Herbert Walters Cooper




Sep 17, 1885

Born at Birkenhead England


Nov 3, 1914

Attested into the 21st Battalion at Kingston Ontario 

Ø      Given rank of Lieutenant

Ø      Next of kin given as Mrs Mary Cameron Cooper (wife) of Springhill Mines, Nova Scotia

o       Also a notation to notify J Cooper (brother) of 39 Rielle Ave, Verdun Quebec

Ø      Previous occupation given as Secretary

Ø      Previous military experience given as 5 years in the 1st Cheshire Regiment and 1 year, 10 months in the 46th Regiment, Canadian Militia

Ø      Religion given as Church of England

Ø      Assigned to “G” Company


Feb 11, 1915

Shown on 21st Battalion payroll as being promoted to rank of Captain


May 6, 1915

Embarked the RMS Metagama at Montreal Quebec



May 15, 1915

Disembarked at Devonport England and proceeded to West Sandling Camp, near Hythe, Kent


Sep 14, 1915

Embarked the St Seiriol at Folkestone



Sep 15, 1915

Disembarked at Boulogne France


Oct 15, 1915

To be Temporary Captain, confirmed in London Gazette January 11, 1916


Nov 4, 1915

Admitted to DRS (Divisional Rest Station) at Mount Noir with an infected toe on left foot


Nov 10, 1915

Returned to duty


Nov 29, 1915

Attended the Trench Warfare School


Feb 14, 1916

Granted leave of absence


May 24, 1916

Admitted to No 5 CFA (Canadian Field Ambulance) with PUO (Pyrexia of Unknown Origin) which is a fever


May 31, 1916

Transferred to No 12 CCS (Casualty Clearing Station)


Jun 1, 1916

Transferred to No 14 General Hospital at Boulogne and diagnosed with Pyrexia – Pyorrhoea Alveolaris (an inflammation of the gums)


Jun 12, 1916

Returned to duty


Jul 1, 1916

To be Temporary Major while Commanding a Company


Aug 18, 1916

Change of address for wife filed showing new address as 18 Bromley Ave., Greenbank Rd., Liverpool England


Oct 24, 1916

Granted leave until November 3, 1916


Dec 6, 1916

Attached to the Composite Battalion


Feb 5, 1917

Granted 10 days leave


Feb 17, 1917

Reported to be Absent Without Leave,  

This entry was later cancelled, I assume because a legitimate reason was provided on return.


Feb 22, 1917

Returned from leave


May 2, 1917

Admitted to No 22 CCS NYD (Not Yet Determined) illness


May 4, 1917

Transferred via No 21 AT (Ambulance Transport) and admitted to No 30 General Hospital at Calais – diagnosed as PUO (Pyrexia of Unknown Origin), a fever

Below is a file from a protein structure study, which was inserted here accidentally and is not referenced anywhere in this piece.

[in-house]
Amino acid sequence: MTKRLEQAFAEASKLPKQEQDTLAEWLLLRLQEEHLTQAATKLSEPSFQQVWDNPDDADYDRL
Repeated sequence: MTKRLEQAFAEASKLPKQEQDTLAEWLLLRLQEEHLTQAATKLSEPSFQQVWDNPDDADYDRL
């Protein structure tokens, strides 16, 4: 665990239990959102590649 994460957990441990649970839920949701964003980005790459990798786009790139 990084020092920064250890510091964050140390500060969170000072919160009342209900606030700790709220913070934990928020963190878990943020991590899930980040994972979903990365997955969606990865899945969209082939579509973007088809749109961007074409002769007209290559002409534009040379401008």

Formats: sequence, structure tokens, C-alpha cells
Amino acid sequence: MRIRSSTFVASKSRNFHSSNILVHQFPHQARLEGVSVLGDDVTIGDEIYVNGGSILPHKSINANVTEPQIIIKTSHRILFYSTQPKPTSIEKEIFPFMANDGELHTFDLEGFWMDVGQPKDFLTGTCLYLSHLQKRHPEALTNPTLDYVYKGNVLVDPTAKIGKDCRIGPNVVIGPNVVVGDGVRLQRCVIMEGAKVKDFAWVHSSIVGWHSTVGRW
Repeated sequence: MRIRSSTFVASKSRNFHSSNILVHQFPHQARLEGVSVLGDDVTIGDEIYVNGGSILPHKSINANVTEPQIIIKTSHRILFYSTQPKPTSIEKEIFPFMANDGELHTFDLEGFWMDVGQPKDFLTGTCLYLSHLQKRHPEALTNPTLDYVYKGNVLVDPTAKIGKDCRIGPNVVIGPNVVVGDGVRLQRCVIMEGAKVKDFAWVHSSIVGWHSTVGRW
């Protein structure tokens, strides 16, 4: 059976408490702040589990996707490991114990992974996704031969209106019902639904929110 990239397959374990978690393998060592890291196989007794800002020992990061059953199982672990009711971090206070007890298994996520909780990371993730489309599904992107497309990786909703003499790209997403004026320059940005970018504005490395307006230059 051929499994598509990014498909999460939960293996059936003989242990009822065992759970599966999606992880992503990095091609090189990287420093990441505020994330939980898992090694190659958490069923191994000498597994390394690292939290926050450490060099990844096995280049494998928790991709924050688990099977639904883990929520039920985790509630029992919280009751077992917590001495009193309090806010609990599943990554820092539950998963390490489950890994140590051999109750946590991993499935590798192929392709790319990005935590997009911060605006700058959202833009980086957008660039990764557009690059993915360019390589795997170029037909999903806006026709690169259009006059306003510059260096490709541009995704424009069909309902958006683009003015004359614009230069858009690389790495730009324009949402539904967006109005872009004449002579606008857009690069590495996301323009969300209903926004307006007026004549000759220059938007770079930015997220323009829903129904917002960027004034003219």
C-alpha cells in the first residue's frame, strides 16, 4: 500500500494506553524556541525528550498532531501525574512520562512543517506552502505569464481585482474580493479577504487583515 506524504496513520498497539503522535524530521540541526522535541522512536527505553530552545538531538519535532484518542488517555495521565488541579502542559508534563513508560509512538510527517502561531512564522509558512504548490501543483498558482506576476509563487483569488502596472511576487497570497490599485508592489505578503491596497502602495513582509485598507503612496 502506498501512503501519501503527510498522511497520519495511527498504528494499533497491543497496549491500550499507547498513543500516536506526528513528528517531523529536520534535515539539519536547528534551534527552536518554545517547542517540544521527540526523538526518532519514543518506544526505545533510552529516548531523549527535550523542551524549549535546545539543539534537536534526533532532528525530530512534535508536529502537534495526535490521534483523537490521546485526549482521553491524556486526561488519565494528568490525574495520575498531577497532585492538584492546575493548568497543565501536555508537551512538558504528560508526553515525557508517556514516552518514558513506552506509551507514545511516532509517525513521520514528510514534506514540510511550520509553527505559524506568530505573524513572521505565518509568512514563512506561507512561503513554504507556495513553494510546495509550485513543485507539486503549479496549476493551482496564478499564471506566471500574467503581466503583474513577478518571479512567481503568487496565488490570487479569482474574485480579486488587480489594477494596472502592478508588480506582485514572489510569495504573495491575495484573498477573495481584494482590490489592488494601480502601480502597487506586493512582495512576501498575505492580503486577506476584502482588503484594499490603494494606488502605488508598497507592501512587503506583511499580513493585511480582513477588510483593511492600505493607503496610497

May 13, 1917

Discharged from hospital to duty at CBD (Canadian Base Depot)


May 18, 1917

At duty from the Training Company


Jun 1, 1917

Mentioned In Despatches London Gazette #30107


Sep 10, 1917

Granted 10 days leave


Sep 21, 1917

Returned from leave


Sep 23, 1917

At duty with the 21st Battalion


Dec 21, 1917

Granted 14 days leave


Jan 12, 1918

Leave extended to January 17, 1918


Jan 19, 1918

Rejoined unit from leave


Mar 1, 1918

Granted 14 days leave


Mar 14, 1918

To be Temporary Major with seniority from February 24, 1918, London Gazette #30669


Mar 16, 1918

Returned from leave


Apr 1, 1918

Wounded slightly and remained at duty


Apr 3, 1918

Admitted to No 6 CFA with shrapnel wound to head and transferred to the CCS and then transferred to No 3 Canadian Stationary Hospital at Doullens where he was treated and released the same day


Apr 18, 1918

Change of address for wife filed showing new address as 4 Ash Road, Tranmere, Birkenhead, England


Jun 9, 1918

Seconded to the War Office London and attached to the 3rd Army Infantry School as an assistant instructor on probation


Jul 13, 1918

Granted 14 days leave


Aug 31, 1918

Reported wounded


Nov 26, 1918

Granted 14 days leave


Dec 10, 1918

Detached to the EORD Witley, on being retained in England for duty


Dec 11, 1918

TOS EORD on posting from 21st Battalion and detached to Kinmell Park for duty


Jan 24, 1919

Assumes Command of HQ Company, Rhyl


Feb 1, 1919

To Command No 10 MD Wing, Rhyl 

To be Acting Lieut-Col while in Command


Apr 5, 1919

Awarded the Belgian Croix de Guerre, London Gazette #31275



Jul 2, 1919

Granted indefinite leave pending recall by HQ Kinmell Park, Rhyl 

Relinquishes rank of A/Lt-Col on ceasing to Command MD #10 Camp Rhyl


Jul 4, 1919

Recalled from indefinite leave and ceases to be attached to MD #10 Rhyl on being returned to EORD.


Aug 30, 1919

Ceases to be on leave and posted to R Wing 


To Buxton on indefinite leave


Sep 19, 1919

SOS OMFC (Overseas Military Force of Canada) and embarked the HMT Baltic at Liverpool (Sailing Number D51)


He was accompanied by his wife 

TOS MD #6 (Military District HQ at Halifax)


Sep 26, 1919

Disembarked at Halifax Nova Scotia


Oct 6, 1919

SOS the CEF on being discharged at Halifax Nova Scotia 

Ø      Discharged on General Demobilization

Ø      Proposed residence on discharge – Springhill Nova Scotia



British War Medal and Victory Medal sent to PO Box 326, Springhill Nova Scotia 

Date not shown in file